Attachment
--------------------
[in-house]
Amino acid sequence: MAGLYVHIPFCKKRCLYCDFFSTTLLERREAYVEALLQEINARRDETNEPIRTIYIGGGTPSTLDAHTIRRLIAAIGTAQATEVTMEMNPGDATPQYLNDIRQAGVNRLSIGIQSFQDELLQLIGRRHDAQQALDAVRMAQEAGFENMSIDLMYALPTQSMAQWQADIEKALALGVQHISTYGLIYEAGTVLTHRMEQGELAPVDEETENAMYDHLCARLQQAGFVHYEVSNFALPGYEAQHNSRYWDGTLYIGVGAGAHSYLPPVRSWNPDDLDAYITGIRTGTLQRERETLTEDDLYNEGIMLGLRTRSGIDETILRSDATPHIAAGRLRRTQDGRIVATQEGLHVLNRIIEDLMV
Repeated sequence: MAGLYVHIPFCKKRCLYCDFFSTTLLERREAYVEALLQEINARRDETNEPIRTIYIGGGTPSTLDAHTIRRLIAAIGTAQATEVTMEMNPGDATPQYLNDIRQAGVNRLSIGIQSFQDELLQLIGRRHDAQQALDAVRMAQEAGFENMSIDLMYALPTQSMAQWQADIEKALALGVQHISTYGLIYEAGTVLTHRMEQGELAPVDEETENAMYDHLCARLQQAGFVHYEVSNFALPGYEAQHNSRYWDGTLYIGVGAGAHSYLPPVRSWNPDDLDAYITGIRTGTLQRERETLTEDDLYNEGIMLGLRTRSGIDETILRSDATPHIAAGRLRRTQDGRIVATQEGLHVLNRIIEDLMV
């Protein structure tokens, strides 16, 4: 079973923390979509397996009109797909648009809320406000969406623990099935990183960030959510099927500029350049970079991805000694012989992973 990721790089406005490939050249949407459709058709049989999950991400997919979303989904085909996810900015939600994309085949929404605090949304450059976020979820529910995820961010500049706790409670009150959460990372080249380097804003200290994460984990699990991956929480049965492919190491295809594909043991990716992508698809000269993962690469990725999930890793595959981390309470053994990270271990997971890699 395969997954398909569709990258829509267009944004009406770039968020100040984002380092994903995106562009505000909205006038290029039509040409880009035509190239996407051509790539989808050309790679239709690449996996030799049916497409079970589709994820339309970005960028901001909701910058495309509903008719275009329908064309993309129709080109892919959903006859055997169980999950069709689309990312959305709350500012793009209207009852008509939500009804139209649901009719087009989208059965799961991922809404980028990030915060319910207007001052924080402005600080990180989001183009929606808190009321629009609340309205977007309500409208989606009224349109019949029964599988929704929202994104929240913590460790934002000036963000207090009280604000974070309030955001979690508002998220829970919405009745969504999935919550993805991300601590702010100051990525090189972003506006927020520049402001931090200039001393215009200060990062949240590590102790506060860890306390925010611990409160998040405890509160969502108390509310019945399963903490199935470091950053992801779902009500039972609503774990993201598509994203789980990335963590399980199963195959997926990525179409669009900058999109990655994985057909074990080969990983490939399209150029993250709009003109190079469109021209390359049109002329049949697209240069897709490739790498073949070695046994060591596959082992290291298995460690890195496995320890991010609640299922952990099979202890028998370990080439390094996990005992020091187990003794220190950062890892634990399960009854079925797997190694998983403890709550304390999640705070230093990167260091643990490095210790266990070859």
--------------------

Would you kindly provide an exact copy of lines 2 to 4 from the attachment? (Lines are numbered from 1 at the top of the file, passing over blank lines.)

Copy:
Amino acid sequence: MAGLYVHIPFCKKRCLYCDFFSTTLLERREAYVEALLQEINARRDETNEPIRTIYIGGGTPSTLDAHTIRRLIAAIGTAQATEVTMEMNPGDATPQYLNDIRQAGVNRLSIGIQSFQDELLQLIGRRHDAQQALDAVRMAQEAGFENMSIDLMYALPTQSMAQWQADIEKALALGVQHISTYGLIYEAGTVLTHRMEQGELAPVDEETENAMYDHLCARLQQAGFVHYEVSNFALPGYEAQHNSRYWDGTLYIGVGAGAHSYLPPVRSWNPDDLDAYITGIRTGTLQRERETLTEDDLYNEGIMLGLRTRSGIDETILRSDATPHIAAGRLRRTQDGRIVATQEGLHVLNRIIEDLMV
Repeated sequence: MAGLYVHIPFCKKRCLYCDFFSTTLLERREAYVEALLQEINARRDETNEPIRTIYIGGGTPSTLDAHTIRRLIAAIGTAQATEVTMEMNPGDATPQYLNDIRQAGVNRLSIGIQSFQDELLQLIGRRHDAQQALDAVRMAQEAGFENMSIDLMYALPTQSMAQWQADIEKALALGVQHISTYGLIYEAGTVLTHRMEQGELAPVDEETENAMYDHLCARLQQAGFVHYEVSNFALPGYEAQHNSRYWDGTLYIGVGAGAHSYLPPVRSWNPDDLDAYITGIRTGTLQRERETLTEDDLYNEGIMLGLRTRSGIDETILRSDATPHIAAGRLRRTQDGRIVATQEGLHVLNRIIEDLMV
């Protein structure tokens, strides 16, 4: 079973923390979509397996009109797909648009809320406000969406623990099935990183960030959510099927500029350049970079991805000694012989992973 990721790089406005490939050249949407459709058709049989999950991400997919979303989904085909996810900015939600994309085949929404605090949304450059976020979820529910995820961010500049706790409670009150959460990372080249380097804003200290994460984990699990991956929480049965492919190491295809594909043991990716992508698809000269993962690469990725999930890793595959981390309470053994990270271990997971890699 395969997954398909569709990258829509267009944004009406770039968020100040984002380092994903995106562009505000909205006038290029039509040409880009035509190239996407051509790539989808050309790679239709690449996996030799049916497409079970589709994820339309970005960028901001909701910058495309509903008719275009329908064309993309129709080109892919959903006859055997169980999950069709689309990312959305709350500012793009209207009852008509939500009804139209649901009719087009989208059965799961991922809404980028990030915060319910207007001052924080402005600080990180989001183009929606808190009321629009609340309205977007309500409208989606009224349109019949029964599988929704929202994104929240913590460790934002000036963000207090009280604000974070309030955001979690508002998220829970919405009745969504999935919550993805991300601590702010100051990525090189972003506006927020520049402001931090200039001393215009200060990062949240590590102790506060860890306390925010611990409160998040405890509160969502108390509310019945399963903490199935470091950053992801779902009500039972609503774990993201598509994203789980990335963590399980199963195959997926990525179409669009900058999109990655994985057909074990080969990983490939399209150029993250709009003109190079469109021209390359049109002329049949697209240069897709490739790498073949070695046994060591596959082992290291298995460690890195496995320890991010609640299922952990099979202890028998370990080439390094996990005992020091187990003794220190950062890892634990399960009854079925797997190694998983403890709550304390999640705070230093990167260091643990490095210790266990070859």